When chef Matt Selby joined Vesta Dipping Grill 15 years ago as sous chef, he was 22 years old, and admittedly, a little cocky. "I think anyone is a little but cocky at 22, but I was also very eager to learn," he says, "and I've always been driven for the right reasons — it's always been about the guest. Making guests happy is what really makes me tick." His enthusiasm for the guest experience has carried him through 20 years in the business, and as the years have gone by, Selby has indeed made a lot of guest happy by sharing the Vesta experience. He says that he's matured as a leader, and more importantly, a mentor.
As Vesta celebrates its 15th anniversary this month, Selby will also be celebrating a new chapter in his restaurant career with the opening of Ace. Selby, owner Josh Wolkon and chef Brandon Biederman will extend the Vesta Dipping Grill and Steuben's community with a ping pong eatery that they've dedicated an immense amount of energy to create — a restaurant that Selby hopes will fuel Denver's thriving culinary scene. But with every opening, there comes a new set of lessons to learn. Luckily, he's already collected some important lessons in his 15 years with Vesta, and he was happy to share his wisdom with Eater.
1) Leave your ego at the door and listen to your guests. It’s not always about what you want to cook, but rather what your guests want you to cook.
2) There is great reward in helping a line cook become a chef, and eventually an executive chef. Being a teacher is part of being a successful chef.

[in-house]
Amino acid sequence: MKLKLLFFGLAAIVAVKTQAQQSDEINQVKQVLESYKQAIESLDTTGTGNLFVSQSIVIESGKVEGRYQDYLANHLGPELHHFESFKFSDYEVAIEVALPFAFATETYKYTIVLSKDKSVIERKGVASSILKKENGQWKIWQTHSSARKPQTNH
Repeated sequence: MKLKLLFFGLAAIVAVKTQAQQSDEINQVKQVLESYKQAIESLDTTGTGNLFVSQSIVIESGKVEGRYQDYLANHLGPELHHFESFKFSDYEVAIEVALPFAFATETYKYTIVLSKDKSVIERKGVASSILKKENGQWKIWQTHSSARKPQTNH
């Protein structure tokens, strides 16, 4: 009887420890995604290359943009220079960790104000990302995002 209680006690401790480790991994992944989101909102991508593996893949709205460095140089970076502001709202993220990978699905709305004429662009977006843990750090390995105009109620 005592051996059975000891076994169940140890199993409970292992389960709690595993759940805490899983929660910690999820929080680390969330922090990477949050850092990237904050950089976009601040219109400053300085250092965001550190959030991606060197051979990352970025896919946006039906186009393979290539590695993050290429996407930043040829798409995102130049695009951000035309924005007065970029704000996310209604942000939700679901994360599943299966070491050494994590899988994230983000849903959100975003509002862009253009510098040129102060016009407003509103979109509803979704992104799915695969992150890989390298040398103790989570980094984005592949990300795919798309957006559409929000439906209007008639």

3)Recognize that making Denver a great restaurant city is part of the mission. Quality competition makes everybody better.
4) Party like a pro...party hard, and work harder.
5) Always be an hour early or more to off-site events...you never know what will happen, or what you may have forgotten.
6) Don’t get too caught up in the fad or trend of the moment. Trends come and go. Stay current and educated, but stay true to who you are and focus on it.
7) Always get guests' personal information, whether it's a complaint or praise. An empathetic or grateful phone call, followed by a handwritten letter goes a long way. When dealing with mistakes, always go above and beyond.
8) Recognize and reward your best staff on a regular basis. They are the foundation of your success.
9) Never forget why we do what we do — to bring smiles to our guests.
10) Always have a crash box, should your P.O.S system crash.
11) Sleep is overrated?you can sleep when you are dead.
12)Treat guests, staff, reps and purveyors like you would want to be treated. Treat them like family.
13) Maintain a balance between work, personal time and family time. Take two days off in a row, each week, whenever possible. Encourage this of all your employees.
14) Always give back to the community — its youth, its reputation, its facilities and its non-profit organizations. It is the Denver community that allows us to fuel our passions.
15) Keep smiling. Never let them see you sweat.
16) Respect your elders! Many chefs and restaurateurs have worked hard to pave the way for kids like me — Kevin Taylor, Mel Master, Blair Taylor, Noel Cunningham, Corky Douglas?just to name a few.
17)Treat everyday like it’s the first day of a new restaurant.
18)Never get content, or assume that the dining room will be full the next day. You always have to strive to improve.
19) Always season and taste your food before the guest does.
20) Above all else, just be cool...